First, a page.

There is a growing number of national and international debates around mandatory measures to ensure business respect for human rights, and specifically a) a binding international instrument on business and human rights and b) national legislation on mandatory human rights due diligence. In these debates, the UN Guiding Principles’ expectation of a “smart mix” of implementation measures is often cited. As a contribution to these discussions, Shift has developed the following statement on the role of mandatory measures in a “smart mix”.
The State Duty to Protect is not a passive duty, but a proactive one.
Under UN Guiding Principle 1, all states “must protect against human rights abuse within their territory and/or jurisdiction by third parties, including business enterprises”.
This “requires taking appropriate steps to prevent, investigate, punish and redress human rights abuse through effective policies, legislation, regulations and adjudication”.
This should be understood as a proactive duty. States should actively assess the effectiveness of what is currently in place, understand what gaps there are, and identify ways to address them. Yet most “National Action Plans” on the UNGPs to date reflect a more passive approach; they are a catalogue of existing measures rather than robust assessments of what more is needed.
The State Duty to Protect is fulfilled through a smart mix of measures.
To fulfill their duty to protect, states will need to use a range of approaches. The commentary to UN Guiding Principle 3 elaborates on this when it says that states “should consider a smart mix of measures – national and international, mandatory and voluntary – to foster business respect for human rights.”
States should go beyond enforcing existing laws to “periodically assess the adequacy of such laws and address any gaps” in light of evolving circumstances.
A smart mix of measures necessarily involves legislative and regulatory measures.
A truly “smart mix” means looking at all four aspects (national, international, mandatory and voluntary), not just the one or two that are most convenient or already in place. It follows, therefore, that the state duty to protect necessarily involves legislative and regulatory measures at the national level, and the supportive infrastructure (such as enforcement, incentives and guidance) needed to make them meaningful in practice. Without these, the UNGPs will never fulfill their true potential.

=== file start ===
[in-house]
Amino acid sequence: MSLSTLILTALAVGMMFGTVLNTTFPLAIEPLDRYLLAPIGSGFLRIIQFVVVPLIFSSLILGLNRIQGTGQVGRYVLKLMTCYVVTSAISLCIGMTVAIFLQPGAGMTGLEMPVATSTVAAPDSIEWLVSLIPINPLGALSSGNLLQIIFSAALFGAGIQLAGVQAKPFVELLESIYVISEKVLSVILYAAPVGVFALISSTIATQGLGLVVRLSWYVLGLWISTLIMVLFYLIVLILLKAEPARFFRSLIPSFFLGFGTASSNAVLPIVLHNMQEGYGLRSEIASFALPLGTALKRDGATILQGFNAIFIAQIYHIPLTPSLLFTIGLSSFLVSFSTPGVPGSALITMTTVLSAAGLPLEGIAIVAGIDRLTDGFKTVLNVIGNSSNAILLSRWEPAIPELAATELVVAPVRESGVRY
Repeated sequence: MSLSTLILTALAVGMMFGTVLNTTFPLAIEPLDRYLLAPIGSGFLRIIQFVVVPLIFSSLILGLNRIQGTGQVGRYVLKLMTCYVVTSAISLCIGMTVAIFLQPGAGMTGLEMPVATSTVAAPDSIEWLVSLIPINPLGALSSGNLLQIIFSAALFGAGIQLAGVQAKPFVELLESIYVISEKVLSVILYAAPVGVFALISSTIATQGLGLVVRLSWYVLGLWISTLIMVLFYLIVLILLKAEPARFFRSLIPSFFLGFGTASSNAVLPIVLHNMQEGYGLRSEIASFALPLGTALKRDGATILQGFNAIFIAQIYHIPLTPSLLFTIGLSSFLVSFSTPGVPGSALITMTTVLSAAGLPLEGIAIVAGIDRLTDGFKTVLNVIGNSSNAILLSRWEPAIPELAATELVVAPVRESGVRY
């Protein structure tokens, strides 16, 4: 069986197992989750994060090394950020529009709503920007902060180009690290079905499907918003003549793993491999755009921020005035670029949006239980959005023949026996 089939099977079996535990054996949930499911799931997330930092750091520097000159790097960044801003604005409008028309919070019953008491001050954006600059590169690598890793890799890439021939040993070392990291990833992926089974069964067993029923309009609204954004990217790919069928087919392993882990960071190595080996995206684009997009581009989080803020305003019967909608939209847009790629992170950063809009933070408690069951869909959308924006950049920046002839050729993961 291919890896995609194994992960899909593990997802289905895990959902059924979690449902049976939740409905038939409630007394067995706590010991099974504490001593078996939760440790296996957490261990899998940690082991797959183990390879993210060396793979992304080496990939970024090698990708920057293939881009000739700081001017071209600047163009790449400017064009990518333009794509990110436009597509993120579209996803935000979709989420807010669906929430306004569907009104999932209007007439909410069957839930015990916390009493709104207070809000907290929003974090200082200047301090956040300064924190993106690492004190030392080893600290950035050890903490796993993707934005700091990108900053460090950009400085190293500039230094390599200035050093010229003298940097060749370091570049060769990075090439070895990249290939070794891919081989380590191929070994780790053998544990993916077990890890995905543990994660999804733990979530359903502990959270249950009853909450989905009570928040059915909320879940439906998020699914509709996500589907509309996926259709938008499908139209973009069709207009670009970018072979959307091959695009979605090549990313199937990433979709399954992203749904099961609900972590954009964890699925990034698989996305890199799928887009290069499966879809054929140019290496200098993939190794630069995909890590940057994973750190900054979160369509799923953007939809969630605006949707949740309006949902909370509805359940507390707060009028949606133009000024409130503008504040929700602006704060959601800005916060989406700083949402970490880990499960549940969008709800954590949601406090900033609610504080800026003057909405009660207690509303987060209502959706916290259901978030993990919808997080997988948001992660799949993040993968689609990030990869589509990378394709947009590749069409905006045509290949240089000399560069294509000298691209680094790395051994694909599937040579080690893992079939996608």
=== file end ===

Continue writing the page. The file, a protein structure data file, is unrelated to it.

The UNGPs also clearly contemplate mandatory international measures as a natural part of this “smart mix”. Shift follows with interest the current discussion of a new treaty in this area.
Measures that involve Mandatory Human Rights Due Diligence are in line with the UNGPs, and there are strong reasons for states to consider them.
While the UNGPs do not demand that states adopt legislation requiring companies to carry out mandatory human rights due diligence (HRDD), clearly such legislation is entirely in line with the UNGPs.
Some elements of HRDD are already embedded in national laws, such as in health and safety regulations, environmental legislation, privacy laws or in some corporate reporting regimes. However, there are often strong reasons for states to also consider more comprehensive mandatory HRDD legislation.
Practical reasons to consider mandatory human rights due diligence can include:
• The powerful effect it can have in driving top-level attention to human rights in companies, as well as engaging functions across the business;
• Leveling the playing field across companies and sectors, including through engagement with business partners in a company’s value chain;
• Obliging companies to consider the interests of stakeholders other than shareholders;
• Incentivizing collaborative approaches to address systemic human rights risks; and
• Enabling (where civil liability is included) a clear cause of action for individuals who are harmed to pursue remedy.
To be effective, such legislation should take account of critical aspects of the responsibility to respect. These include that: • It should not undermine the scope of the responsibility to respect, which extends throughout the value chain, even if liability is attached to a narrower set of relationships;
• HRDD is a standard of conduct not result, meaning that mandatory measures should allow consideration of the quality of a company’s efforts to respect human rights; and
• Meeting the responsibility to respect in practice will always involve going beyond compliance alone as good practice continues to evolve.